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Casualty and Theft Losses

The loss of business or personal property may
provide a deduction on your individual income tax
return. But first you need to determine if the loss
qualifies for a deduction.
What is a Casualty?
A casualty is the damage, destruction, or loss of
property that results from an identifiable event that
is sudden, unexpected, or unusual.
An event that is sudden is swift, not gradual or
progressive. An automobile accident is a good
example. It’s usually over before you realize it.
An event that is unexpected is one that is generally
unanticipated and unintended.
An event that is unusual is one that is not normally
associated with the activity in which you are
participating. In other words, it’s one that is not a
day-to-day occurrence.
A casualty can be from a number of different
causes such as weather, fire, earthquake, terrorist
attack, or government-ordered demolition, just to
name a few.
Other events, though sudden and unexpected,
will generally not qualify as a casualty loss. For
example, the loss of an antique vase that breaks
when a family pet knocks it over would not qualify.
Progressive deterioration, such as termite damage,
is also not an eligible casualty loss. Even though
it is an unexpected and unusual event, it results
from a steadily operating cause rather than a
sudden event.
On the other hand, the loss of a diamond that
fell out of its setting can lead to a casualty loss
deduction, depending on how it was lost.
Proof of Casualty
The IRS may request to see proof of the casualty
deduction. You should be able to show the type of
casualty, such as a car accident, hurricane, tornado,
storm, fire, etc. and when it occurred. Retain proof
of your ownership in the property. However, if
you leased the property, be able to show your
contractual liability to the owner for the damages
that occurred. Lastly, you need proof of any
reimbursement (or potential reimbursement).
What is a Theft?
A theft is the taking and removing of money or
property with the intent to deprive the owner of
that property. To be considered a theft, it must
be identified as illegal under the laws of the state
where it occurred and it must have been done with
criminal intent.
A theft includes the taking of money or property
by blackmail, burglary, embezzlement, extortion,
kidnapping for ransom, larceny, and robbery.
Proof of Theft
The IRS may request to see proof of the theft loss
deduction. You should be able to show when you
discovered the property was missing and evidence
that the property was actually taken illegally. Retain
proof of ownership of the property taken illegally.
Lastly, you need proof of any reimbursement (or
potential reimbursement).
How to Determine the Loss
The first step in determining the amount of your
loss is to figure out what the property is worth.
For most items, the investment is what
you or someone else paid for the property.
Tip: This is where good recordkeeping pays off,
especially when it comes time to value an item you
purchased many years ago.
You also need to know the change in value of
the property before the event compared to after
the event. If the decline in value is less than your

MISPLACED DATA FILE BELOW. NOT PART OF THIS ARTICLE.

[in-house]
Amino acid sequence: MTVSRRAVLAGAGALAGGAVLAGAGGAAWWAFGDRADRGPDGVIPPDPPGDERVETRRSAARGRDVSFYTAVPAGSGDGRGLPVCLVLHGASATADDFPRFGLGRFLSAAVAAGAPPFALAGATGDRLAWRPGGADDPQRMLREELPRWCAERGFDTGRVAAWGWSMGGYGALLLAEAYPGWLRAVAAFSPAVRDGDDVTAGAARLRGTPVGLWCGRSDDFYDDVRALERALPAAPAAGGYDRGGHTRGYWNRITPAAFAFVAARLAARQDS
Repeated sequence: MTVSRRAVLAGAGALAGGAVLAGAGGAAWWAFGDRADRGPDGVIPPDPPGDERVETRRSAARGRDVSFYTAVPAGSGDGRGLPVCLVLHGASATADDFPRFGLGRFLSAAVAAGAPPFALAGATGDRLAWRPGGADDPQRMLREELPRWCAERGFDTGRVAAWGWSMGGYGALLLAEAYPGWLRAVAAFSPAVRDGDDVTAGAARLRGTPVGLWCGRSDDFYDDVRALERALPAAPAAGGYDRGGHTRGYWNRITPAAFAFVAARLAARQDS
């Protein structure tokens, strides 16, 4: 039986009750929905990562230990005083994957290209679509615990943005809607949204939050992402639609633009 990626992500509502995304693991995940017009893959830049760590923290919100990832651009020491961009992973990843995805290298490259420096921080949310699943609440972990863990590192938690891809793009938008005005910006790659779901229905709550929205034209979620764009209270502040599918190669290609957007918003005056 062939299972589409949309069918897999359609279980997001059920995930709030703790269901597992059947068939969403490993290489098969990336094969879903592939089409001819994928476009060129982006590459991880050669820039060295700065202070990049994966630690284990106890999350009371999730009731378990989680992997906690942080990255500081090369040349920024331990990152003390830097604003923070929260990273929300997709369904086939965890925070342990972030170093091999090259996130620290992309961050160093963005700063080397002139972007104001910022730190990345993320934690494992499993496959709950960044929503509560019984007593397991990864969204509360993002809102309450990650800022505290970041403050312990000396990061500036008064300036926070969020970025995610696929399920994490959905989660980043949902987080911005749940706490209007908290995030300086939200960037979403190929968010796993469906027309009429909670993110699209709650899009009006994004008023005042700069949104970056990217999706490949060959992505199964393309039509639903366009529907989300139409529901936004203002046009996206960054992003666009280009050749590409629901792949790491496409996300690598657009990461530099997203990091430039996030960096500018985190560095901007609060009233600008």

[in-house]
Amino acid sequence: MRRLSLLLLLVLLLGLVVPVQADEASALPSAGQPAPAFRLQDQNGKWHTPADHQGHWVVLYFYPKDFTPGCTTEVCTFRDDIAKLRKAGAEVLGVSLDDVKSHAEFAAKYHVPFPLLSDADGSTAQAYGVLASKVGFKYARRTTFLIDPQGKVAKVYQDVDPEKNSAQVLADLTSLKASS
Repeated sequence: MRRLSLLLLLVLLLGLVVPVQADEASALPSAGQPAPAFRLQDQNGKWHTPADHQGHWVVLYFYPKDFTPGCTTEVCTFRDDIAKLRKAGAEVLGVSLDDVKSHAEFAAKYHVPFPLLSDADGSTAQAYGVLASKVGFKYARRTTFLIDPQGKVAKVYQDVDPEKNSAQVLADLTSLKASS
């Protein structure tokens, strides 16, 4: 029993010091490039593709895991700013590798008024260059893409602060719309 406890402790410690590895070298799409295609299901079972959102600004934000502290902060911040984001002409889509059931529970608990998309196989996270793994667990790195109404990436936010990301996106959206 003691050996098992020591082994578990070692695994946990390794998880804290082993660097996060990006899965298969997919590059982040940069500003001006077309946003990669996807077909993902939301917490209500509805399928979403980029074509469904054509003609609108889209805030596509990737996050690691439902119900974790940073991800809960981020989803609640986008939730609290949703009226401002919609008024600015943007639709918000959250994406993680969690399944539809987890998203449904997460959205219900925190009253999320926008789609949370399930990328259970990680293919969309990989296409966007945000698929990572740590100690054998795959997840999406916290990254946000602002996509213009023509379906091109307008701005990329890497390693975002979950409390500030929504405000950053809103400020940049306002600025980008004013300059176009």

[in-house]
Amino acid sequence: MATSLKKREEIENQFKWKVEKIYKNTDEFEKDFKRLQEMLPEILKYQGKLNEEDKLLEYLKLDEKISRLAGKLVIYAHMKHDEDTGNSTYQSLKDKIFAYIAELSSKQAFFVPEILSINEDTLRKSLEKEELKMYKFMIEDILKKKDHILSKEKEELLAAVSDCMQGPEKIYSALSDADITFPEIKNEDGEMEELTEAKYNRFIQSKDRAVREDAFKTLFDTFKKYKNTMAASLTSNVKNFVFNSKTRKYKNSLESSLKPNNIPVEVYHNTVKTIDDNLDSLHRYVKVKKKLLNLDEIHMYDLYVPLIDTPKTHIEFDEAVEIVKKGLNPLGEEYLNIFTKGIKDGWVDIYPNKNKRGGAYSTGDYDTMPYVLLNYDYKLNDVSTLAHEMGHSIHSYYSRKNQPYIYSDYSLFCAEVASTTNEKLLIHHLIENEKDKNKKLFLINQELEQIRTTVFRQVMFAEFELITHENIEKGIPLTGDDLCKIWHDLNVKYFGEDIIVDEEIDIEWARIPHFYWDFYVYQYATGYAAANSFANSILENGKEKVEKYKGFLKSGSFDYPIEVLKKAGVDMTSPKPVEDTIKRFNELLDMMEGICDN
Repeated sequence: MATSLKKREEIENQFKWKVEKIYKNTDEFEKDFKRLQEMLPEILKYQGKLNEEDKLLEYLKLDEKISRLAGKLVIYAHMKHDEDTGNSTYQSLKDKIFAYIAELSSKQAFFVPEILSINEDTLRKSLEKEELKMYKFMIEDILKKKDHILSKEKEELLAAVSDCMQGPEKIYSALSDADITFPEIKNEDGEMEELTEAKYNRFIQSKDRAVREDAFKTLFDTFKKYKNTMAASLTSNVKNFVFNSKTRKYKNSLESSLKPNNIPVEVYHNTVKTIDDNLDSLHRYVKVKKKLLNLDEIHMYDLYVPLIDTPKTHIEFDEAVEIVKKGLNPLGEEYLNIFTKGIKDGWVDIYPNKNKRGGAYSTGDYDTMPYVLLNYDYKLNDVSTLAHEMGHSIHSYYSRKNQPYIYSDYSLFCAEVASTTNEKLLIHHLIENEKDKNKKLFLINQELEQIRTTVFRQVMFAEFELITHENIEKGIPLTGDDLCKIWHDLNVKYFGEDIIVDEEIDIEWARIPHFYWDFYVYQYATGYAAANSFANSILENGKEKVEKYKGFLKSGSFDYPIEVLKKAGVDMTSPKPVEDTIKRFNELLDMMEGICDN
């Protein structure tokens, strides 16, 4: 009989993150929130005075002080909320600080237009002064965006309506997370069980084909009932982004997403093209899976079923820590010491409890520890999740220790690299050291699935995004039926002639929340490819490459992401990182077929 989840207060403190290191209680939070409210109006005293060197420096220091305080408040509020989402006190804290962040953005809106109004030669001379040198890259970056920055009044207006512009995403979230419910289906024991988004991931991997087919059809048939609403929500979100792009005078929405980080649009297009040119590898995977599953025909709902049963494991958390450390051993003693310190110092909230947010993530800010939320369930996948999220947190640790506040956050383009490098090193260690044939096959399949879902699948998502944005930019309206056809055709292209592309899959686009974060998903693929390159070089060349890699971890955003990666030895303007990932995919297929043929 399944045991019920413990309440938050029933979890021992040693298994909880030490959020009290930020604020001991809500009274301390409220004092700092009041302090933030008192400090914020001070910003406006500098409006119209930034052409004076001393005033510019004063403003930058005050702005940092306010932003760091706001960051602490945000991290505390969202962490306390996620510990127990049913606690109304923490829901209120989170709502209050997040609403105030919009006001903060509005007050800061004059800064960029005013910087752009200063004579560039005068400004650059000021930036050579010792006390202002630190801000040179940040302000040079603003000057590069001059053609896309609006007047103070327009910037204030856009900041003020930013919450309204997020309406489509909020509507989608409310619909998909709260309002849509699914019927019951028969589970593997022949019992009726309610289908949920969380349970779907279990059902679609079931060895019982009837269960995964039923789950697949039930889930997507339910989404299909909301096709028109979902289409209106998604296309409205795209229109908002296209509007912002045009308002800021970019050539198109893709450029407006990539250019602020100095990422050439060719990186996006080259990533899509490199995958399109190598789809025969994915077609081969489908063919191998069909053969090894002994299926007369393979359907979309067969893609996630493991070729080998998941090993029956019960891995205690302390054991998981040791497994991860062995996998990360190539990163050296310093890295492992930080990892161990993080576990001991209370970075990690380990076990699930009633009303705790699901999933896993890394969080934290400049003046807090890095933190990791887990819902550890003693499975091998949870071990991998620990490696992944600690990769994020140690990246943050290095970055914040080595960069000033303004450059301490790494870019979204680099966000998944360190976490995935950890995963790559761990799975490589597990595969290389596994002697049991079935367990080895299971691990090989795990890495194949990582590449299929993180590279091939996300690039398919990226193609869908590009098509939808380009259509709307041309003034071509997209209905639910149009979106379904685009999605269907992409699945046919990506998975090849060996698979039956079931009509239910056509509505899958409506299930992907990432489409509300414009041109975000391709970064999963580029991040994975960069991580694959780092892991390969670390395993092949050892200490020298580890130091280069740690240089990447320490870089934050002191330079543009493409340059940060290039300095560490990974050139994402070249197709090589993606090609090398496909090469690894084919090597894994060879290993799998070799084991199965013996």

cost, then it is this smaller amount that is used to
determine the loss. This amount is then decreased
by any insurance or other reimbursement on the
property. That insurance or other reimbursement
can actually lead to income from the casualty
instead of a loss, in which case different rules can
apply to limit reporting of that income.
With certain exceptions, a loss on property you own
and use personally is subject to some or all of the
following reductions:
1) Your deduction per item will be reduced by
$100 ($500 for 2009 only);
2) The aggregate total of all casualty and theft
items will be reduced by 10% of your adjusted
gross income; and
3) The 2% Schedule A rule that limits the
deduction for property used as an employee.
When to Report the Loss
Generally, a casualty is reported in the year of
the event and a theft is reported in the year it is
discovered. However, you may be able to take
advantage of special provisions if the casualty
occurred in an eligible federal disaster area.
If the loss is in an eligible federal disaster area, you
can amend last year’s tax return to claim the loss,
instead of waiting until the end of the year to file a
return. Claiming a loss on an amended return will
generally produce a refund that can certainly come
in handy to meet living expenses and restore your
property much faster.
Special Considerations
You may also be allowed special consideration if
the casualty is addressed through an income tax
relief provision.
The IRS highly publicizes who are eligible for
special considerations and what those are. The
special considerations can vary from one qualified
federal disaster area to another.
For large casualties affecting numerous people, it is
not uncommon for the IRS to create a publication
to help you and your preparer sort through all the
special provisions that may be available to you
if you were affected by that particular casualty.
A more recent publication is IRS Pub. 4492-B,
Information for Affected Taxpayers in the Midwestern
Disaster Area.
This brochure contains general tax information for taxpayers.
As each tax situation may be different, do not rely upon this
information as your sole source of authority. Please seek
professional advice for all tax situations.
#870 – © Copyright May 2010
National Association of Tax Professionals
PO Box 8002
Appleton, WI 54912-8002
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